If you’ve heard it once, you’ve heard it a hundred times: Becoming a storyteller with a compelling narrative to communicate your message is the key to resonating in today’s world.
Indeed, this is the contemporary way of marketing – and it isn’t going away any time soon. Before every marketeer was required to be a storyteller, we were focused on the 4 P’s (product, price, place, and promotion). While the 4 P’s were tangible, measurable and made for solid marketing plans that could be benchmarked to competitors, we are now (and have been for a while) operating in the murky waters of telling stories – and using messaging frameworks and narratives.
While storytelling might not seem very practical for serious tech companies, there is nothing frivolous about a good story. Good stories put the reader or listener first, engage and help businesses from start-ups to publicly traded corporations, build a following, engender trust and move the sales needle.
A story is your brand in action.
Do you have a one-liner?
Just as in dating, you need a one-liner. It can’t be contrived or corny or laden with jargon. One-liners need to be sincere and to the point. This idea often brings tech innovators to their knees. Why? Well, they simply know too much. They know the nuances of why their idea is revolutionary, and those nuances are grounded in true technological feats that are not easily explained. But take a step back to early lessons learned about communications. Trite as it may sound ‘sell the sizzle, not the steak’ is a concept for all times. It requires us to think from the outside in. What is the outside benefit that we bring to the table? In other words, what is the pain point you are solving, the outcome that the customer will experience?
One-liners are great openers – and a stepping stone to crafting a good story.
Stories Evolve with the Times
Early-stage startups need a strong origin story. The quest of the founder to solve a challenging problem. The serendipity of how it all came about. How a cohesive team was formed. A bit of the underdog challenging the conventional. After all – everyone likes to root for the underdog.
But just as a novel evolves to tell a story that builds and reveals a changed hero, so must your story. Origin stories become legend stories that build community and culture. Once you are in the throws of competition and taking money from customers, you need to tell a different story.
For those who have been in tech for a while (yes, I am dating myself), the famous founding story of Compaq went like this: Ron Canion and two friends from TI sat down at a pie shop and sketched out their idea on the back of a placemat. This idea would become the industry’s first portable computer. As they brought their idea to life, the narrative shifted to user benefits – portable computing power that freed you from your desktop. There is a great documentary called Silicon Cowboys on this very story if you want to check it out: see the trailer here: https://www.youtube.com/watch?v=7wjJYqUkHd8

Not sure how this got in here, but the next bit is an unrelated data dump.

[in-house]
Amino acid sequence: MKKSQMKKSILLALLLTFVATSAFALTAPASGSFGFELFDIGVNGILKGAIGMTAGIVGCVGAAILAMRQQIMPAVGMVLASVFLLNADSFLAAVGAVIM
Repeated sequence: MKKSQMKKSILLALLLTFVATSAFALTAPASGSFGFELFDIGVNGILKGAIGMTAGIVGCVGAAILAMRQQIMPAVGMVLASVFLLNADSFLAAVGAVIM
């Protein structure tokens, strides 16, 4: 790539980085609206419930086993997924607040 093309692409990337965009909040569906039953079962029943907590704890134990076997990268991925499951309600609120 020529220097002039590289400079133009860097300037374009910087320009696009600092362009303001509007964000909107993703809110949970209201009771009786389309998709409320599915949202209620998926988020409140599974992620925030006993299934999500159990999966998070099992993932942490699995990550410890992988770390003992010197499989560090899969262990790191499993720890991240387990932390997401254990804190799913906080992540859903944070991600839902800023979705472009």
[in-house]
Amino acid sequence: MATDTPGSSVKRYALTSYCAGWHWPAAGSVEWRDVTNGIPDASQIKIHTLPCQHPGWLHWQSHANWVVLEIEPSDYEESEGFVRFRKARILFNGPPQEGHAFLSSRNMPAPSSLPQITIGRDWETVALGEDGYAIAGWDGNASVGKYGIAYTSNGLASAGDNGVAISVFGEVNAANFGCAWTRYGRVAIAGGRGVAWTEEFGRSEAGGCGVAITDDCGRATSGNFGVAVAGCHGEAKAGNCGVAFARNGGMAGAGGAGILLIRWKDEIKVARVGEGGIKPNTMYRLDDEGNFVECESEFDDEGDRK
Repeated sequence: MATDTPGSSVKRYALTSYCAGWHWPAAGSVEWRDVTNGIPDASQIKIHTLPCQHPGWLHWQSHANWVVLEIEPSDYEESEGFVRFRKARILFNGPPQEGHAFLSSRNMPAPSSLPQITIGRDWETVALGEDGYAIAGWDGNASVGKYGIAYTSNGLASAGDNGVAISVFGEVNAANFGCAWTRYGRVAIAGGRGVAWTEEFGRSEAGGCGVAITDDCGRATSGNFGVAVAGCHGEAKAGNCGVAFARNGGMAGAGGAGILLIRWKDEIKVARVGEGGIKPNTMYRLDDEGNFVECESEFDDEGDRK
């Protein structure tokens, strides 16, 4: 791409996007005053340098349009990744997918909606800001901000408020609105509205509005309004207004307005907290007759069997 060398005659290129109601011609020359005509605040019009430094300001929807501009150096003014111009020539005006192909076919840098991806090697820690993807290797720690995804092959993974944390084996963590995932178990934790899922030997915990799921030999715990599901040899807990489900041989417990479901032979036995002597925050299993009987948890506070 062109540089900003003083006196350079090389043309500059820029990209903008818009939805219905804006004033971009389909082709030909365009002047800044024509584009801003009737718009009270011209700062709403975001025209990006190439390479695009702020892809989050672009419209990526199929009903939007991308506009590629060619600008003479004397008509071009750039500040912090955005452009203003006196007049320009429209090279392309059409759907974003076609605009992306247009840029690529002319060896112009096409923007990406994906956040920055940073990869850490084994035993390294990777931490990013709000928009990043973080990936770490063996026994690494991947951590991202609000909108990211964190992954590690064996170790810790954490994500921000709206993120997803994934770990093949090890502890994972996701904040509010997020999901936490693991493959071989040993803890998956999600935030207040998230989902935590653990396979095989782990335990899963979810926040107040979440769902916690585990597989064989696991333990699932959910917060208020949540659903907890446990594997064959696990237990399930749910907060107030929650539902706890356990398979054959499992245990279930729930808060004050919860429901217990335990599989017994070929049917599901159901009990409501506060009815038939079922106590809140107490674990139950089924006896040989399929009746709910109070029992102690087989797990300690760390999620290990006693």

The takeaway – you’re never done crafting and telling stories.
The Hero’s Journey – Your Customer
Offering a tried-and-true framework for building an engaging sales narrative, the Hero’s Journey takes your customer and casts them as the lead who goes on an adventure where crisis and conflict are encountered. The customer conquers the elements and comes home a hero. Naturally, the customer discovers the power of a new, transformative approach along the way – the secret sauce for success. In other words, your technology, service, solution…all that you bring to bear have been discovered and embraced by the hero of the story.
The Promised Land
A great example of sales storytelling is bucketed into 5 elements by noted author and strategic narrative consultant, Andy Raskin. Check out his take on what he calls the ‘greatest sales deck he’s ever seen’: https://medium.com/the-mission/the-greatest-sales-deck-ive-ever-seen-4f4ef3391ba0
Tell Your Story
Every company has a story to tell and there’s no time like the present to frame your messages into a story. Oscar-worthy material not required, just the core fabric of what your company does, who you serve, why now, why you… and why not.
If you are already leveraging the power of storytelling, kudos to you! Just remember to keep evolving your story so you’re in lockstep with your audience.
If you have a story to share, send it my way: firstname.lastname@example.org. I love a good narrative!